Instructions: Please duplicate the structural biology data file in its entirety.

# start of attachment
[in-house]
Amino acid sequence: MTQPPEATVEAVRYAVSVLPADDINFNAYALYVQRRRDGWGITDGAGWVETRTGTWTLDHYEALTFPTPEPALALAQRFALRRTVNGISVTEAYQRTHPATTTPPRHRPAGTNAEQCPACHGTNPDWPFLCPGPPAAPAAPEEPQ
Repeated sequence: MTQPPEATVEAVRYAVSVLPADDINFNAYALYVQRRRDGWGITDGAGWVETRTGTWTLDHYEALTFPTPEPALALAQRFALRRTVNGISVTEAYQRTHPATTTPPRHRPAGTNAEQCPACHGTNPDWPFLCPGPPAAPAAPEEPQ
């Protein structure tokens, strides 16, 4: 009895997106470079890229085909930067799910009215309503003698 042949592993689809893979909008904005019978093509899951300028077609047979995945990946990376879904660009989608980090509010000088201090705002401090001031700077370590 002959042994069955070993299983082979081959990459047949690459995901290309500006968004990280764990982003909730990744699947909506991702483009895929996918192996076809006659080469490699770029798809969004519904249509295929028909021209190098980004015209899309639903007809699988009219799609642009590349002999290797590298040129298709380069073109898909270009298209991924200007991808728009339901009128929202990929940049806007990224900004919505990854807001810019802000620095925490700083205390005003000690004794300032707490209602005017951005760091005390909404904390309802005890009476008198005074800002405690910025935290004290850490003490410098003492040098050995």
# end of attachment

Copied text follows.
[in-house]
Amino acid sequence: MTQPPEATVEAVRYAVSVLPADDINFNAYALYVQRRRDGWGITDGAGWVETRTGTWTLDHYEALTFPTPEPALALAQRFALRRTVNGISVTEAYQRTHPATTTPPRHRPAGTNAEQCPACHGTNPDWPFLCPGPPAAPAAPEEPQ
Repeated sequence: MTQPPEATVEAVRYAVSVLPADDINFNAYALYVQRRRDGWGITDGAGWVETRTGTWTLDHYEALTFPTPEPALALAQRFALRRTVNGISVTEAYQRTHPATTTPPRHRPAGTNAEQCPACHGTNPDWPFLCPGPPAAPAAPEEPQ
């Protein structure tokens, strides 16, 4: 009895997106470079890229085909930067799910009215309503003698 042949592993689809893979909008904005019978093509899951300028077609047979995945990946990376879904660009989608980090509010000088201090705002401090001031700077370590 002959042994069955070993299983082979081959990459047949690459995901290309500006968004990280764990982003909730990744699947909506991702483009895929996918192996076809006659080469490699770029798809969004519904249509295929028909021209190098980004015209899309639903007809699988009219799609642009590349002999290797590298040129298709380069073109898909270009298209991924200007991808728009339901009128929202990929940049806007990224900004919505990854807001810019802000620095925490700083205390005003000690004794300032707490209602005017951005760091005390909404904390309802005890009476008198005074800002405690910025935290004290850490003490410098003492040098050995």